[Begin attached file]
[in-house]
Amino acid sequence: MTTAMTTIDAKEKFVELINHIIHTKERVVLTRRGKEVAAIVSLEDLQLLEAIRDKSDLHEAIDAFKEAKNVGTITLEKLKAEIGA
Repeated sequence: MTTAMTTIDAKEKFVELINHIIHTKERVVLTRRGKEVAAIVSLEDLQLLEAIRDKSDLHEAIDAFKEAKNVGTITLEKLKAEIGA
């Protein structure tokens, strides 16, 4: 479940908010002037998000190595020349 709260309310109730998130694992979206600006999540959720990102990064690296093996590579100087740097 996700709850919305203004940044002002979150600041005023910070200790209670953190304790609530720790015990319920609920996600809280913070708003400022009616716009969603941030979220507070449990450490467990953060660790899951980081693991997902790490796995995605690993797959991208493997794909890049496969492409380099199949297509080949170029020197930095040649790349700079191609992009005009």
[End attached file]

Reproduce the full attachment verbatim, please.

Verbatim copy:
[in-house]
Amino acid sequence: MTTAMTTIDAKEKFVELINHIIHTKERVVLTRRGKEVAAIVSLEDLQLLEAIRDKSDLHEAIDAFKEAKNVGTITLEKLKAEIGA
Repeated sequence: MTTAMTTIDAKEKFVELINHIIHTKERVVLTRRGKEVAAIVSLEDLQLLEAIRDKSDLHEAIDAFKEAKNVGTITLEKLKAEIGA
């Protein structure tokens, strides 16, 4: 479940908010002037998000190595020349 709260309310109730998130694992979206600006999540959720990102990064690296093996590579100087740097 996700709850919305203004940044002002979150600041005023910070200790209670953190304790609530720790015990319920609920996600809280913070708003400022009616716009969603941030979220507070449990450490467990953060660790899951980081693991997902790490796995995605690993797959991208493997794909890049496969492409380099199949297509080949170029020197930095040649790349700079191609992009005009």